Tuesday, May 26, 2009

Russia and Web 2.0


When I was in Moscow last, a lot of the talk was centered around attracting foreign capital to tech investments in Russia. The pitch is - or should be - familiar: lower costs, big market, super-bright engineers and scientists. The downside is lack of transparency and a very unique business environment that is difficult (or impossible) to navigate as an outsider. Today's announcement that Facebook has taken $200 million at first looks like a kind of a reversal in this trend: tech oriented Russians still have capital to deploy and may be choosing to spend it on bargain opportunities in the US market, which remains preeminent in technology development.

A closer look, though, suggests this is a part of a trend that has been gaining steam. Russians have been developing and investing in Web technology for a long while. Yes, Google was co-founded by a Russian, but there has been a number of interesting developments based in Russia itself. The Russian firm Yandex is often described as the "Russian Google" and has picked up small Russian social networking companies like Moi Krug on the cheap (someday there long awaited IPO will happen). SUP, run by American-in-Moscow Andrew Paulson, picked up LiveJournal to support their Russian users, and now Yuri Milner's fund takes a position in Facebook. Milner is the founder of mail.ru, a former physicist, and Wharton alumn.

Watch carefully: the Russians are coming to Silicon Valley and it's been a largely under-noted trend. I've met some of these folks and they are very capable businessmen.

Thursday, May 07, 2009

Events for SCA

InfoQ has a short synopsis of the event proposal that was released to add pub-sub style semantics to the SCA assembly model. The genesis of this lies in some ESB related work I had helped lead at Oracle back in the days when we first started to develop the SCA specifications - it took a long time to socialize this to the working group, but I'm very happy to see that that work has borne fruit. This fills an important gap in the specifications - previously, the wire driven semantics forced components to "externalize" pub-sub interactions in a way that was divorced from the SCA semantics - and is broadly applicable to many problem domains including Complex Event Processing, Queue/Pub-Sub style integration, and ESB scenarios.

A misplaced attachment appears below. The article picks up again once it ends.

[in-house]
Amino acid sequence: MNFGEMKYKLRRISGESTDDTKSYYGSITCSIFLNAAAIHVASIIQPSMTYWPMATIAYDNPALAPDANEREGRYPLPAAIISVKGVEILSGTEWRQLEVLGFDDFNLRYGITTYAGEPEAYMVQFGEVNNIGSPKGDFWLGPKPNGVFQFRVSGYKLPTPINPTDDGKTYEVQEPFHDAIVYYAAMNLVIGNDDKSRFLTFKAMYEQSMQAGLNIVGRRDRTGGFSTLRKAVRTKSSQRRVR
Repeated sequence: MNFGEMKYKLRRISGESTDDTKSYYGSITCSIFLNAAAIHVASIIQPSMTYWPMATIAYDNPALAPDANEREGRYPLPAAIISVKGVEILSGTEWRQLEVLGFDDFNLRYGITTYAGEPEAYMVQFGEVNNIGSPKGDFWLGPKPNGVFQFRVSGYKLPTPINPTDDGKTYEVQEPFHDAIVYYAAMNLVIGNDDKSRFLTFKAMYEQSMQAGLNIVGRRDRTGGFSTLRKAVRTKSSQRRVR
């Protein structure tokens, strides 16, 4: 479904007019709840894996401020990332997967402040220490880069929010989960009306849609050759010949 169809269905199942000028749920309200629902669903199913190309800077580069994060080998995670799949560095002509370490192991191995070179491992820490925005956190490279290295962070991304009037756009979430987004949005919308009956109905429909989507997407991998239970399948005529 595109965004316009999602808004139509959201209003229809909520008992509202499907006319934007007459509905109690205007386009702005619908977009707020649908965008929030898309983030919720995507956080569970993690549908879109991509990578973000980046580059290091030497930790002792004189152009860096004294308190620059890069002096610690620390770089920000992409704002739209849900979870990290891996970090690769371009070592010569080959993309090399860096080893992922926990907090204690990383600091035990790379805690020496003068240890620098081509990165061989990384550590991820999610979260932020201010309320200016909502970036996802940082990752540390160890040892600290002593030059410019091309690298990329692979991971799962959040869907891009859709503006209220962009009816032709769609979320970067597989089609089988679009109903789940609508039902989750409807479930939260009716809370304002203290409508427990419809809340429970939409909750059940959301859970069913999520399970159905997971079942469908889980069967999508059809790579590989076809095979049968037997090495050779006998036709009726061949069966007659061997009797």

I remain somewhat distressed over the way the channel abstraction has played out - the original idea divorced much of this from the assembly view and made it an aspect of system configuration. I think the current approach artificially mixes orthogonal aspects of the problem space. Having said that, this is a milestone for the specification and completes the basic assembly model nicely.

By the way, nice write up Boris!